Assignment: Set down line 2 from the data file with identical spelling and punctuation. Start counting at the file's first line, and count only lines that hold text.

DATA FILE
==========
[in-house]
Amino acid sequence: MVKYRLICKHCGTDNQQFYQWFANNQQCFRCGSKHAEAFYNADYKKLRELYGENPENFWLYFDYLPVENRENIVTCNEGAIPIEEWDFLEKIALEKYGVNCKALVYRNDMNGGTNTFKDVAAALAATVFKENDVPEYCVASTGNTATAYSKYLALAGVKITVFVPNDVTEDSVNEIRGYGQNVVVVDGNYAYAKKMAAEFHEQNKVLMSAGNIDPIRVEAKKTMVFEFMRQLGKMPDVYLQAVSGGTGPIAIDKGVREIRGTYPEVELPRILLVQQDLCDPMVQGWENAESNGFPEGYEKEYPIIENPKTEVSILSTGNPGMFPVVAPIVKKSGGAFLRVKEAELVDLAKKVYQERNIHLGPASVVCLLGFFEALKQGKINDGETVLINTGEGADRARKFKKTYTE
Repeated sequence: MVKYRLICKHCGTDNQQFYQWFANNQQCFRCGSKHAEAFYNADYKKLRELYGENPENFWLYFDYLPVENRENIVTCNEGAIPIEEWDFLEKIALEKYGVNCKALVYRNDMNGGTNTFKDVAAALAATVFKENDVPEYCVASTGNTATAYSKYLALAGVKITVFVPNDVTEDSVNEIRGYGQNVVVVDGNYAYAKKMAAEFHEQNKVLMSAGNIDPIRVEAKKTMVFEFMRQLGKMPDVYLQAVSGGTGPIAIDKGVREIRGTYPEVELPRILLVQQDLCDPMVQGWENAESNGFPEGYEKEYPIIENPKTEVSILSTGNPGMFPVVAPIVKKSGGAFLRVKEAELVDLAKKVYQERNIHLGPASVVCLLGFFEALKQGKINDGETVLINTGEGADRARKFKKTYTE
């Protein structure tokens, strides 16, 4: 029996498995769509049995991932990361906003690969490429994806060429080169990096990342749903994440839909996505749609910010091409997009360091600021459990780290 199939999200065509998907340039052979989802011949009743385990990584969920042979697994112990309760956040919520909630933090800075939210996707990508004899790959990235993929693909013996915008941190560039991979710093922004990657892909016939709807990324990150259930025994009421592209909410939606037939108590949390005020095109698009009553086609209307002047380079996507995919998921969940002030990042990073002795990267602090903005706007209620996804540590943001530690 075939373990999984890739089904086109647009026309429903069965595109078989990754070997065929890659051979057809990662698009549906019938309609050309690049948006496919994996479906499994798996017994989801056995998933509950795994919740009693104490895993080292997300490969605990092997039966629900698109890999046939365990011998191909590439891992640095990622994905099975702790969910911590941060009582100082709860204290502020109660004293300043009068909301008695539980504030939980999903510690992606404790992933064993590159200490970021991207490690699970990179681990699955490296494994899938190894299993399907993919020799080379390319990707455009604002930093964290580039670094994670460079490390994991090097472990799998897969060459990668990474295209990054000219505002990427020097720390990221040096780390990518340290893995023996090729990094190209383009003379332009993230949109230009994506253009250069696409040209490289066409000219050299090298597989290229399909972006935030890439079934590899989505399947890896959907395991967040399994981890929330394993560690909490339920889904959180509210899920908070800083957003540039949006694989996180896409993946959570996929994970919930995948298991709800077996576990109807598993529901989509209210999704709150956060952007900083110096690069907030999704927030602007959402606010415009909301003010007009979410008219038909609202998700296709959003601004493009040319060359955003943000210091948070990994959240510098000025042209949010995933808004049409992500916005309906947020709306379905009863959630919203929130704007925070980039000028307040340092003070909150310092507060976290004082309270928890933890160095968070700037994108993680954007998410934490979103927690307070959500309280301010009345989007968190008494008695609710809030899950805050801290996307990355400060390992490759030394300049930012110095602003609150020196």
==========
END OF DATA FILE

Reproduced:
Amino acid sequence: MVKYRLICKHCGTDNQQFYQWFANNQQCFRCGSKHAEAFYNADYKKLRELYGENPENFWLYFDYLPVENRENIVTCNEGAIPIEEWDFLEKIALEKYGVNCKALVYRNDMNGGTNTFKDVAAALAATVFKENDVPEYCVASTGNTATAYSKYLALAGVKITVFVPNDVTEDSVNEIRGYGQNVVVVDGNYAYAKKMAAEFHEQNKVLMSAGNIDPIRVEAKKTMVFEFMRQLGKMPDVYLQAVSGGTGPIAIDKGVREIRGTYPEVELPRILLVQQDLCDPMVQGWENAESNGFPEGYEKEYPIIENPKTEVSILSTGNPGMFPVVAPIVKKSGGAFLRVKEAELVDLAKKVYQERNIHLGPASVVCLLGFFEALKQGKINDGETVLINTGEGADRARKFKKTYTE